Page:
THE clue would be in the title, yet hundreds of thousands of pounds is being wasted each year, seeing people who shouldn’t be in A&E.
Queen Alexandra Hospital’s accident and emergency department sees around 110,000 people each year.
In an average week 275 patients will come into the emergency unit, in the Cosham hospital.
But during the winter, this figure rises to 310 – putting a massive amount of pressure on an already-busy department and hard-working staff.
About 20 per cent – 22,000 people – that come in shouldn’t be there. So when should you visit accident and emergency?
An A&E attendance costs £60, which means £1.3m a year is being wasted on treating people going to the wrong place.
Managers at the A&E department also believe that drink-drivers are also coming into the department to avoid police stations.
The News spent the night in A&E to see the type of people that come in.
Here are some the patients who visited that night.
Among them was a woman who was in shock after seeing her phone charger spark as she pulled it from the wall.
Rick Strang, in charge of A&E, said: ‘The woman was sent in via the NHS 111 number.
‘She had called them because she was shocked to see her charger spark as she pulled it from the wall.
‘Because of the algorithms they use, and the word “shock”, she was advised to come here and get checked out.
‘But she didn’t need to be here at all.’
Another patient who came in was a 24-year-old man from Emsworth.
His thumb became swollen after he had been hitting a punch bag at a gym.
He said: ‘I came straight to A&E and didn’t think about going elsewhere.
‘I was seen in about half-an-hour, which wasn’t too bad.’
As the night went on, four girls came in, with one bent over. The 24-year-old from Fareham suffers from chronic back pain.
She said: ‘I hurt my back when I fell off an escalator while drunk, when I was younger.
‘Since then I have had problems with my back and take painkillers.
‘I spoke to my doctor in the morning and was given different medication. But what I was given didn’t work, so I decided to come to A&E.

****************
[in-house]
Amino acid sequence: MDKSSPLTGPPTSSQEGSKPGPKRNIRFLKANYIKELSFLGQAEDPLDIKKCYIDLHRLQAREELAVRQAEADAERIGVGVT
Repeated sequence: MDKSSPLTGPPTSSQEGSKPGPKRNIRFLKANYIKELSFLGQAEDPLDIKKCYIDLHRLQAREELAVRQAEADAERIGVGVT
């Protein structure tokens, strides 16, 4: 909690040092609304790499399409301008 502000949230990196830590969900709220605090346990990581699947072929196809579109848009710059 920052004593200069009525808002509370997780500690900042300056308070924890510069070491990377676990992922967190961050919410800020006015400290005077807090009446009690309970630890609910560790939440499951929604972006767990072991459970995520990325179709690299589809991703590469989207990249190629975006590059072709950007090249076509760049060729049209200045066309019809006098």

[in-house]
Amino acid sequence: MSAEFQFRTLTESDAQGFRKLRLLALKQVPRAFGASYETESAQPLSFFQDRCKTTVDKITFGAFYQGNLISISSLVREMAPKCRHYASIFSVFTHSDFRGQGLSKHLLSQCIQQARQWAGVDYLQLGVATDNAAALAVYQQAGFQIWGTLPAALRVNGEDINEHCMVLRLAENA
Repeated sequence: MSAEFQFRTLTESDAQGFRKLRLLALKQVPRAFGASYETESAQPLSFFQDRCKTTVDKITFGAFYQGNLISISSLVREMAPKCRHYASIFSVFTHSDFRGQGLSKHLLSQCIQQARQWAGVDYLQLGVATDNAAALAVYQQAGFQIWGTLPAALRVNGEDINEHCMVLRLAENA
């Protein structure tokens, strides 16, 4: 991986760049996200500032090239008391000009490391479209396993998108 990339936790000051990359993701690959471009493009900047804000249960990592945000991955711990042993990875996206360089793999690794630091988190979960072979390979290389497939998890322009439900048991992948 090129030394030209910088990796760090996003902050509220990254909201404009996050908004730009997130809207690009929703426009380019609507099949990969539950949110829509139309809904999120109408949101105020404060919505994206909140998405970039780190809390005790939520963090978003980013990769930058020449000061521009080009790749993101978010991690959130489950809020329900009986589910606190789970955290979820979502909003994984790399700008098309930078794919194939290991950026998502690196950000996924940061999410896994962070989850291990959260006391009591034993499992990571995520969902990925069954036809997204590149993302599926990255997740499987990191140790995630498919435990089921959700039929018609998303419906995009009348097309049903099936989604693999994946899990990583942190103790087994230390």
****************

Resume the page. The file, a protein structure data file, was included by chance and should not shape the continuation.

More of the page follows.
‘I just wanted to get it sorted.’
But this is another example of someone that should not be visiting A&E, but getting help from elsewhere.
Mr Strang said: ‘Those who have a chronic – or long-term condition – shouldn’t really be coming to A&E. They should be seeing their doctor, who knows their history and can help them better.
‘But we are the safety net, people know if they come to A&E, that eventually they will be seen. And people are happy to sit and wait.
‘When we are absolutely stretched and we find out walk-in centres have spaces, we say to patients that if they can get there, they should go.
‘They would be treated quicker than waiting in A&E.’
Through the night, a variety of other people came in, including a man with a lump on his shoulder.
The 45-year-old of Portchester said: ‘I could feel some pain on my shoulder, so my wife had a look for me and could see the lump.
‘As it was late, I thought there was not much point in calling a GP, so I came here instead.’
Other cases that came in included a man who burst a blood vessel in his nose from coughing, who was transferred to the ear, nose and throat department, a man who had suffered an allergic reaction from medication and a nurse who had a broken elbow after being knocked off her bike by a drink-driver.
Mr Strang added: ‘Even though it wasn’t as busy as it can be, you can see there are people coming in who really shouldn’t be.
‘And with a tough winter predicted, we need to keep the numbers low and treat genuine emergency cases.’
· This is a first in a series of reports in Under Pressure week. This is what’s coming up.